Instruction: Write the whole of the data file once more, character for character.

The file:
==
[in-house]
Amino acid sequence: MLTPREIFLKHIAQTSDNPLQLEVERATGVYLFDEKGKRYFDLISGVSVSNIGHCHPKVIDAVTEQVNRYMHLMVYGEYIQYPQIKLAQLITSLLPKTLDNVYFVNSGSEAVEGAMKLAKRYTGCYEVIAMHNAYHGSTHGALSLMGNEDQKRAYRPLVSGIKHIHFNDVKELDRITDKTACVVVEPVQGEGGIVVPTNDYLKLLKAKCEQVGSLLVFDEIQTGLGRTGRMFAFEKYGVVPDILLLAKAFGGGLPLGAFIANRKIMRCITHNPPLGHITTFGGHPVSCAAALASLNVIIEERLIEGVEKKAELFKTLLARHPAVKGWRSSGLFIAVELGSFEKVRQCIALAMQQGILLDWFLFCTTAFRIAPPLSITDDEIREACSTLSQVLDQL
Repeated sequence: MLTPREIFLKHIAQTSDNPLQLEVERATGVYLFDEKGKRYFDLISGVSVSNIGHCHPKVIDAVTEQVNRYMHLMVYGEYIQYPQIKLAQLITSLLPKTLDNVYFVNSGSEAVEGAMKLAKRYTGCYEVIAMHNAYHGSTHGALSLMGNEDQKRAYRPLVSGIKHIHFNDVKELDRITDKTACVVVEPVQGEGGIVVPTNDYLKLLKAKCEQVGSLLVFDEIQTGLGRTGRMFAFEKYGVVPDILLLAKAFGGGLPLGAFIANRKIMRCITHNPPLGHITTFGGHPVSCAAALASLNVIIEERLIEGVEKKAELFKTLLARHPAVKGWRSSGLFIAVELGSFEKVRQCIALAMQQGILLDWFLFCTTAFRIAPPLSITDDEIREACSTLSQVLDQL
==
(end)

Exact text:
[in-house]
Amino acid sequence: MLTPREIFLKHIAQTSDNPLQLEVERATGVYLFDEKGKRYFDLISGVSVSNIGHCHPKVIDAVTEQVNRYMHLMVYGEYIQYPQIKLAQLITSLLPKTLDNVYFVNSGSEAVEGAMKLAKRYTGCYEVIAMHNAYHGSTHGALSLMGNEDQKRAYRPLVSGIKHIHFNDVKELDRITDKTACVVVEPVQGEGGIVVPTNDYLKLLKAKCEQVGSLLVFDEIQTGLGRTGRMFAFEKYGVVPDILLLAKAFGGGLPLGAFIANRKIMRCITHNPPLGHITTFGGHPVSCAAALASLNVIIEERLIEGVEKKAELFKTLLARHPAVKGWRSSGLFIAVELGSFEKVRQCIALAMQQGILLDWFLFCTTAFRIAPPLSITDDEIREACSTLSQVLDQL
Repeated sequence: MLTPREIFLKHIAQTSDNPLQLEVERATGVYLFDEKGKRYFDLISGVSVSNIGHCHPKVIDAVTEQVNRYMHLMVYGEYIQYPQIKLAQLITSLLPKTLDNVYFVNSGSEAVEGAMKLAKRYTGCYEVIAMHNAYHGSTHGALSLMGNEDQKRAYRPLVSGIKHIHFNDVKELDRITDKTACVVVEPVQGEGGIVVPTNDYLKLLKAKCEQVGSLLVFDEIQTGLGRTGRMFAFEKYGVVPDILLLAKAFGGGLPLGAFIANRKIMRCITHNPPLGHITTFGGHPVSCAAALASLNVIIEERLIEGVEKKAELFKTLLARHPAVKGWRSSGLFIAVELGSFEKVRQCIALAMQQGILLDWFLFCTTAFRIAPPLSITDDEIREACSTLSQVLDQL